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The natural transformation system of the thermophilic bacterium Thermus thermophilus HB27 comprises at least 16 distinct competence proteins encoded by seven distinct loci. In this article, we present for the first time biochemical analyses of the Thermus thermophilus competence proteins PilMNOWQ and PilA4, and demonstrate that the pilMNOWQ genes are each essential for natural transformation. We identified three different forms of PilA4, one with an apparent molecular mass of 14 kDa, which correlates with that of the deduced protein, an 18-kDa form and a 23-kDa form; the last was found to be glycosylated. We demonstrate that PilM, PilN and PilO are located in the inner membrane, whereas PilW, PilQ and PilA4 are located in the inner and outer membranes. These data show that PilMNOWQ and PilA4 are components of a DNA translocator structure that spans the inner and outer membranes. We further show that PilA4 and PilQ both copurify with pilus structures. Possible functions of PilQ and PilA4 in DNA translocation and in pilus biogenesis are discussed. Comparative mutant studies revealed that mutations in either pilW or pilQ significantly affect the location of the other protein in the outer membrane. Furthermore, no PilA4 was present in the outer membranes of these mutants. From these findings, we conclude that the abilities of PilW, PilQ and PilA4 to stably localize or accumulate in the outer membrane fraction are strongly dependent on one another, which is in accord with an outer membrane DNA translocator complex comprising PilW, PilQ, and PilA4.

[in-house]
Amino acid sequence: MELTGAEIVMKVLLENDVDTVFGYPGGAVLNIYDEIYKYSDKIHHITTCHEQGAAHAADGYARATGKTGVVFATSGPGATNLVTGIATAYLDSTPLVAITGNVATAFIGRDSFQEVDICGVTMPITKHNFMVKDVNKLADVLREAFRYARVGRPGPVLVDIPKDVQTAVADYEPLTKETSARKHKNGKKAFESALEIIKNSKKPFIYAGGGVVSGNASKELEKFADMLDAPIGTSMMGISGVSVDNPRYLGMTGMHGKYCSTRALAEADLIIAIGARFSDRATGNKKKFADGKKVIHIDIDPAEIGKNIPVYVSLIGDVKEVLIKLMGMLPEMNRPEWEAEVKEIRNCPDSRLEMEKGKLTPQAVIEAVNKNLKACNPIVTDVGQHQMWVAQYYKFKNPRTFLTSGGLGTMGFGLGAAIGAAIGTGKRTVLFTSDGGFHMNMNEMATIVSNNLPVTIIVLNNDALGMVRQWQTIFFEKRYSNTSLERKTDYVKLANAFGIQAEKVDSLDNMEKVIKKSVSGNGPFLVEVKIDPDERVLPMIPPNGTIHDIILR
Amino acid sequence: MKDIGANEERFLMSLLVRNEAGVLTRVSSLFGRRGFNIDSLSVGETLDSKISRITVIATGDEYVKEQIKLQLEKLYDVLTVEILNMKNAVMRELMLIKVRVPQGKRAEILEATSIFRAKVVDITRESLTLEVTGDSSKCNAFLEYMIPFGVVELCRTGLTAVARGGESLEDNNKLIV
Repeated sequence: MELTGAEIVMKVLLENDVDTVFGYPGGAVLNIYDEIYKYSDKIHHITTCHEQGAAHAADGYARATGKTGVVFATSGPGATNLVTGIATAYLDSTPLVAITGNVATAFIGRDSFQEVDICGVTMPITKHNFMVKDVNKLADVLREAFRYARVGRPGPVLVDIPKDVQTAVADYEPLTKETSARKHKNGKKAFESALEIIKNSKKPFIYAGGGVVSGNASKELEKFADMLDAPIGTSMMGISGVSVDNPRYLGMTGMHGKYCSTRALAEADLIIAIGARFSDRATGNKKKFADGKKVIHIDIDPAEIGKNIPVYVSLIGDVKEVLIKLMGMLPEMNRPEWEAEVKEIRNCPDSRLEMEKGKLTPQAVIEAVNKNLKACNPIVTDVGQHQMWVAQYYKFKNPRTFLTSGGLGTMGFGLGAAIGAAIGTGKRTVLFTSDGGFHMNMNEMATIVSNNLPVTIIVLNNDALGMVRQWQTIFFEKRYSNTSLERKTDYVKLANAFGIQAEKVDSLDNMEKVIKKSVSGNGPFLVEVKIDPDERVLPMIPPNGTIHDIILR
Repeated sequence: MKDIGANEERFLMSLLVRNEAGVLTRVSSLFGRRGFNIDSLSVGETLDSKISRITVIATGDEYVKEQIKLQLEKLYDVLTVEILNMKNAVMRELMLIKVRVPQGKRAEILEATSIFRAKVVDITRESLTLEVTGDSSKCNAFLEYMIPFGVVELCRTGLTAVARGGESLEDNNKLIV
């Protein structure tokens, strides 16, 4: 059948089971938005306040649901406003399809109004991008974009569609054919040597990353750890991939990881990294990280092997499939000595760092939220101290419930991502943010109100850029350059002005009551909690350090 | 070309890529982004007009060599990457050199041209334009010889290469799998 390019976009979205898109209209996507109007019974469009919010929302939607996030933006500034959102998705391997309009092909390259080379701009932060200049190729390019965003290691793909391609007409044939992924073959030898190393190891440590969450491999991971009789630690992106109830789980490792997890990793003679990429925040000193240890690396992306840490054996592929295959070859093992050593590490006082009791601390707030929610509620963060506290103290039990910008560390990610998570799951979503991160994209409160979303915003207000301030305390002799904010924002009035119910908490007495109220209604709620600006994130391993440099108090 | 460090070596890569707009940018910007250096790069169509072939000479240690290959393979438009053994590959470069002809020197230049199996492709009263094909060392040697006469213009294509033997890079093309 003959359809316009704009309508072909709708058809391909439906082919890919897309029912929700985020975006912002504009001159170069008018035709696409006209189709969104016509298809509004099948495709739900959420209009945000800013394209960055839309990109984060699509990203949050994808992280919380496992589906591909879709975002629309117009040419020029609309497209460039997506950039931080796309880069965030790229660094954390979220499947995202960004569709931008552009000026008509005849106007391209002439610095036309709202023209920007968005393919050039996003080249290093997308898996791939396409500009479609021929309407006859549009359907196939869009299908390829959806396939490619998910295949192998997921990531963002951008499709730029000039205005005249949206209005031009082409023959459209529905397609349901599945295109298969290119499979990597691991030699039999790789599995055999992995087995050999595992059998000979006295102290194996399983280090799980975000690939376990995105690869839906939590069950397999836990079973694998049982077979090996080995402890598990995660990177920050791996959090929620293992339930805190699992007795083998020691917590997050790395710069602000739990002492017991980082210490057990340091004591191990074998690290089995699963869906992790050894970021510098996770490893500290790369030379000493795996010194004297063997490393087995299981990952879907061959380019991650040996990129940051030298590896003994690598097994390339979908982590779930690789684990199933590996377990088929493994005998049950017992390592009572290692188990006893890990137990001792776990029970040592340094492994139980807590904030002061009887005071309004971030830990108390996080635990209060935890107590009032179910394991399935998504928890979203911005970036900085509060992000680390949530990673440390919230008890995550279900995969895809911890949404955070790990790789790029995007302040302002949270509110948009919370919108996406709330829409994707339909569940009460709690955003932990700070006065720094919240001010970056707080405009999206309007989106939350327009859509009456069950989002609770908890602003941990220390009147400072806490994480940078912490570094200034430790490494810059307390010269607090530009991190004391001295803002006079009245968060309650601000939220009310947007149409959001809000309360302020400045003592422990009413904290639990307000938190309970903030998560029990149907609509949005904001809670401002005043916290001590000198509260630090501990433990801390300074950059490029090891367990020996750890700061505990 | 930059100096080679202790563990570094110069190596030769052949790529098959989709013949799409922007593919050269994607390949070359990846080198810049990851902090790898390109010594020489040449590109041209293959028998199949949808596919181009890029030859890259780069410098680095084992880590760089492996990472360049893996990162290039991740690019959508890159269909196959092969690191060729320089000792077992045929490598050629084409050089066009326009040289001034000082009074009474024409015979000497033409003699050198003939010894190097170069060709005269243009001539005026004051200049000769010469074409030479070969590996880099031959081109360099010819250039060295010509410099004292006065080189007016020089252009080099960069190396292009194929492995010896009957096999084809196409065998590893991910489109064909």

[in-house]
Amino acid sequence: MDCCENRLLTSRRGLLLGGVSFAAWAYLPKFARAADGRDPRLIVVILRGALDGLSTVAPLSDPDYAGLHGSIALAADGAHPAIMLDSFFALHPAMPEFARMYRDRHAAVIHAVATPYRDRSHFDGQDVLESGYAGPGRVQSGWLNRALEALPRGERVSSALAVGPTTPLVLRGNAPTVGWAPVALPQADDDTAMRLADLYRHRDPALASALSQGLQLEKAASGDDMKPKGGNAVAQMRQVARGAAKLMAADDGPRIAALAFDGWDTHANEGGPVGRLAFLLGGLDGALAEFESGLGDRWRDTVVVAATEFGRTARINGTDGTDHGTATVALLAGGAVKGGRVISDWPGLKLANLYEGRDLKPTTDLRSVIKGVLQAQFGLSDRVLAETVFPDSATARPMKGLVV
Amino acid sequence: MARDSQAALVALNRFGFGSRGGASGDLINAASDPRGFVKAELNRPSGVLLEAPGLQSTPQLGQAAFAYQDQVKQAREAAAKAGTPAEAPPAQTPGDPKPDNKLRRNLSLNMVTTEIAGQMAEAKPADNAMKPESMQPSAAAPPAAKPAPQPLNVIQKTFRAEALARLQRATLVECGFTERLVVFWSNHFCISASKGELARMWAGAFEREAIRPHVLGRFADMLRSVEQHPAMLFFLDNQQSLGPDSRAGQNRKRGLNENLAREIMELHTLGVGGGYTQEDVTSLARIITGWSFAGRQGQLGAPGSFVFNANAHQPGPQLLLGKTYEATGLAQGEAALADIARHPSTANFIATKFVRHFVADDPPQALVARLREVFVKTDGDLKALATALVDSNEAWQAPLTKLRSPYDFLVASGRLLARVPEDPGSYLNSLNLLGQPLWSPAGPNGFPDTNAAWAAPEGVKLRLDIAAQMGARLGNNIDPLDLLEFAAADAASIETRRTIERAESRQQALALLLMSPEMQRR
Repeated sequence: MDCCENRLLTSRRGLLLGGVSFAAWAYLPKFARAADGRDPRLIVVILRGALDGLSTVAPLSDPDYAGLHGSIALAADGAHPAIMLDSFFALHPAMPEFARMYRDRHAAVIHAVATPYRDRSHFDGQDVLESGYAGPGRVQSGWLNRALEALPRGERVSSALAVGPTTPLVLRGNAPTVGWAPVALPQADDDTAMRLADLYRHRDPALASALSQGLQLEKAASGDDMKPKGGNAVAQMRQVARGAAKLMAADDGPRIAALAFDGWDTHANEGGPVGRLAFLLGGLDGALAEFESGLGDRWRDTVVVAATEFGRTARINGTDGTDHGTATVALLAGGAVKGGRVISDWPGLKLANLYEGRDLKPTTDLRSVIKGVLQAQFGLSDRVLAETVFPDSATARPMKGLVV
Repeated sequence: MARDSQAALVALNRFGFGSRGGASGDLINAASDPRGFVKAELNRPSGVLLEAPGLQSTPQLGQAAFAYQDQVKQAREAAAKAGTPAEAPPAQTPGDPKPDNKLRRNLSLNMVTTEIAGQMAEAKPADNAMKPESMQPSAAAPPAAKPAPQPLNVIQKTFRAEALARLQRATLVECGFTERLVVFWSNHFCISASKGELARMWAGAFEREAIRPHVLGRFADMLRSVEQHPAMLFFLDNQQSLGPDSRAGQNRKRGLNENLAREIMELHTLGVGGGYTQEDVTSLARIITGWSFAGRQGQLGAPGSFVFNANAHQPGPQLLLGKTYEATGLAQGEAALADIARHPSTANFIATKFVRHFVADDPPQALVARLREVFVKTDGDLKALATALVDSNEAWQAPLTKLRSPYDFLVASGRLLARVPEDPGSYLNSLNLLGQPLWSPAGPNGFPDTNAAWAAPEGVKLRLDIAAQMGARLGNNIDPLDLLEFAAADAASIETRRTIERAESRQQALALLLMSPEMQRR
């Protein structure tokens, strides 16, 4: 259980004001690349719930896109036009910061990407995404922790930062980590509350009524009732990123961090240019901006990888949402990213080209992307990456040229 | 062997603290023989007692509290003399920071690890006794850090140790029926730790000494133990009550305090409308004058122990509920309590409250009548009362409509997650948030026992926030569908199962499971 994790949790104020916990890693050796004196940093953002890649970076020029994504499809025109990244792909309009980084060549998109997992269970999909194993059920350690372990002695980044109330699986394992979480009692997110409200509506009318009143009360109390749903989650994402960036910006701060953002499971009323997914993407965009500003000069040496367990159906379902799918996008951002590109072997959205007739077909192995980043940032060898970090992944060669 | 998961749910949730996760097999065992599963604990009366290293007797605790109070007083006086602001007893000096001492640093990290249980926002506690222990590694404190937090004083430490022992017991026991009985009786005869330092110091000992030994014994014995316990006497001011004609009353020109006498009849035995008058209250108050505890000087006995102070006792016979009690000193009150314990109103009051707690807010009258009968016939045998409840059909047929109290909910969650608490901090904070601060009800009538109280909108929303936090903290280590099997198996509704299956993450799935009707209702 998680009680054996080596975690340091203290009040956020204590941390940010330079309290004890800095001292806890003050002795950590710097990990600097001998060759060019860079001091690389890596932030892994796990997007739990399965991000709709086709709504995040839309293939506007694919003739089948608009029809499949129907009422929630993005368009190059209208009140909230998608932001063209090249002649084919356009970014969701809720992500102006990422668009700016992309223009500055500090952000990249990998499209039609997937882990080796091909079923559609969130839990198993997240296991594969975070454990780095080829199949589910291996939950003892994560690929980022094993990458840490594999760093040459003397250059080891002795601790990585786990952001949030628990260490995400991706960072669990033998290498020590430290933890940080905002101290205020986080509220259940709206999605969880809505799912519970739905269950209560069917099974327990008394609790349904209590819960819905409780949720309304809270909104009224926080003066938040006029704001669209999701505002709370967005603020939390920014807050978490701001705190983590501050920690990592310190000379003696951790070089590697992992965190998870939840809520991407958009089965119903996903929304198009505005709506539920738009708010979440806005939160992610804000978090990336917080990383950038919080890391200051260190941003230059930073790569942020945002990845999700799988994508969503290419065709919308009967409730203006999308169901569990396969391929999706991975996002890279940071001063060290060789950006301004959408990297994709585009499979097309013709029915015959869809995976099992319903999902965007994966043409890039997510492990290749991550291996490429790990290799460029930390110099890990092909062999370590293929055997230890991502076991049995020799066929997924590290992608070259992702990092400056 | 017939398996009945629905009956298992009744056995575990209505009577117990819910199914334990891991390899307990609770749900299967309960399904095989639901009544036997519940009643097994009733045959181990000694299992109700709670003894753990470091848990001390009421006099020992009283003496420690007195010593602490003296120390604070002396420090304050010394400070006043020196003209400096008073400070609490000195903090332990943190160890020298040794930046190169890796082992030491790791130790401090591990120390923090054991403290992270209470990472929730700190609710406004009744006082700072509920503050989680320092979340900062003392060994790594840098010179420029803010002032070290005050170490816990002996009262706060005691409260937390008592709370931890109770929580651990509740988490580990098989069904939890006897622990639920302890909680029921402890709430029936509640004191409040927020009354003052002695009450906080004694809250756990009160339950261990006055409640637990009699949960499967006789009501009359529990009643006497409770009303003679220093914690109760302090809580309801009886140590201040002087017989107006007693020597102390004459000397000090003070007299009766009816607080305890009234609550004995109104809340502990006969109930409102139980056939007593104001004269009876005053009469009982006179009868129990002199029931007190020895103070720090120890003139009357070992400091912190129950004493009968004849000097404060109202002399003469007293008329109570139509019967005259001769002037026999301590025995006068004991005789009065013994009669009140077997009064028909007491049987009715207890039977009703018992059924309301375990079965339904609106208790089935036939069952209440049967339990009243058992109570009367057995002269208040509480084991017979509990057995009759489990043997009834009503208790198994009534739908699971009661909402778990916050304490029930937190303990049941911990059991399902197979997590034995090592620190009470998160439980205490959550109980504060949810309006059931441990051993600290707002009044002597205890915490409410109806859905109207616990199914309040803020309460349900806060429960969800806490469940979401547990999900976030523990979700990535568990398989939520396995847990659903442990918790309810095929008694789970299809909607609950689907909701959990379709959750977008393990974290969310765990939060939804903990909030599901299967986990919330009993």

Members of the extremely thermophilic genus Thermus belong to one of the oldest branches of bacterial evolution and, together with the genus Deinococcus, form a distinctive group within the Bacteria deserving the taxonomic status of a phylum [1,2]. Thermus representatives, such as Thermus thermophilus strain HB27, Thermus thermophilus HB8, Thermus flavus AT62, Thermus caldophilus, and Thermus aquaticus YT1, exhibit the extraordinary trait of high transformation competence [3,4]. The high transformation frequencies, together with the high thermotolerance, suggest a significant impact of the Thermus transformation system on DNA transfer in extreme environments and therefore on the evolution of life. This is supported by recent data from comparative genomics and phylogenetic analyses in the thermophilic bacterium T. thermophilus HB27. This strain seems to have acquired numerous genes from (hyper)thermophilic bacteria and archaea, suggesting that horizontal gene transfer was probably decisive in its thermophilic adaptation . Despite the significance of natural transformation systems of thermophiles, information about transformation systems of thermophiles and extreme thermophiles is very scarce.